L+M and its offshore investing
Why does Lawrence +Memorial Hospital have $35 million stashed offshore, in hedge funds in Grand Cayman?
How many in the community know that there is a separate corporation from the hospital, a nonprofit dedicated to support the activities of L+M, with many of the same board members and executives in charge, which reported $63 million in assets on its 2010 tax return?
I didn't until this week.
I tried to learn more about both the $35 million in Grand Cayman offshore money and the affiliated fundraising corporation assets, which included another $6 million invested in Central or South America, according to its 2010 tax return, but I hit a wall.
It was back in September when I first asked about a persistent rumor that the hospital had $20 million parked in investments in the Caribbean country.
The long answer, that included extensive conversations with L+M spokesman Michael O'Farrell and Chief Financial Officer Lou Inzana, was that L+M's connection to Grand Cayman is an insurance company the hospital started there, to avoid Connecticut insurance rules. Only $120,000 is invested in Grand Cayman as part of that insurance company, Inzana told me.
"L+M hasn't moved $20 million offshore, Inzana assured me," I wrote then, convinced the hospital had put to rest the rumor about millions invested in Grand Cayman.
No one called to correct it.
So imagine my surprise this week when I found, poking around the hospital's tax returns, amid the turmoil of a strike and lockout of employees, that L+M reported more than $33.8 million in investments in Central or South America on its 2010 tax return.
O'Farrell, when I called to ask again about offshore money, responded that the hospital has money invested in hedge funds in Grand Cayman, $35.5 million as reported on its 2012 tax return.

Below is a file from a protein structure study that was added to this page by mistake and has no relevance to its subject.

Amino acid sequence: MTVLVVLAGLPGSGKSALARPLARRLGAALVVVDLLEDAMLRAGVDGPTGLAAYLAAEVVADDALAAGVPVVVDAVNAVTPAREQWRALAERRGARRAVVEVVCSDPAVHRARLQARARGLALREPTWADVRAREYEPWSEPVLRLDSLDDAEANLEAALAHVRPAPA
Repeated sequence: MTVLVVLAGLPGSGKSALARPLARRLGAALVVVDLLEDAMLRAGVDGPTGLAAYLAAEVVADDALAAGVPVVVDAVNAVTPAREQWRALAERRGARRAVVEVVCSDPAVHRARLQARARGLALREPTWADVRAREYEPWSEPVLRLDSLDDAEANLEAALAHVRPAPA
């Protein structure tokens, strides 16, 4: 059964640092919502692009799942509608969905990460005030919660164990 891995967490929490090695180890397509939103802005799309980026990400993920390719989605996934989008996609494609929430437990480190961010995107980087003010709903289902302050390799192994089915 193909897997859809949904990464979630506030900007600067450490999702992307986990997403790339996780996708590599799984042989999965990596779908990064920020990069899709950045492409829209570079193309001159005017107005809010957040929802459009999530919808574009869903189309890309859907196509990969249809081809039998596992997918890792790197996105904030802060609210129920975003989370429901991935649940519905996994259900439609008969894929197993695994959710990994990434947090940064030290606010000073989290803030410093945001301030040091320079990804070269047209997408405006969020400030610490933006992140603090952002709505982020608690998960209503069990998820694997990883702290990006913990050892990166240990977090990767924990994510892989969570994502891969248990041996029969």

O'Farrell said this week that he recalled that I asked in September only about the hospital's business in Grand Cayman, not millions invested there, and that they responded with answers about the insurance company. He said the $35 million is not related to the insurance company, and that's why they didn't talk about it when I asked about Grand Cayman.
Even this week, the hospital wasn't very forthcoming about either the money invested in Grand Cayman or the money held by the fundraising corporation.
I submitted a lot of questions about the hospital's significant assets: how old they are, where the money came from, how it is spent, why so much is invested outside the United States, whether there are restrictions on money that was donated and the amount of the most current investment balances.
I got no specific answers to those questions, even though it seems especially relevant now, since the hospital is spending so much on the lockout, hiring costly replacement workers and paying their expenses.
The hospital also did not respond to specific questions about the cost of the lockout. A union spokesman said the union is still investigating how much the L+M lockout might be costing.
O'Farrell said I could come in to the hospital and they would talk at length about the hospital's investments, once the labor problems are over. He also named the professional banks and advisers that work with the hospital on its investments, including the offshore money.
He did agree that there seems to be good news to report on hospital accounts, that the hospital, after years of strong support and generosity from the community, appears to be on a sound financial footing.
"The hospital maintains a balanced portfolio that includes quality investments and has produced quality results - allowing it to maintain a strong financial position," he wrote in an email response to my questions.
"Given the changing landscape, the community should have confidence in the financial position the Hospital is in based on its sound investment strategy."
Indeed, O'Farrell said the hospital is more than halfway through a $30 million campaign to raise money for its new cancer facility.
The community must hope that the generosity continues and that the hospital maintains its strong financial footing well beyond the current labor turmoil.
This is the opinion of David Collins.
Stories that may interest you
The developer who lost the chance to buy Seaside when Gov. Dannel Malloy tore up the sales contract has been waiting years for the state to give him permission to sue.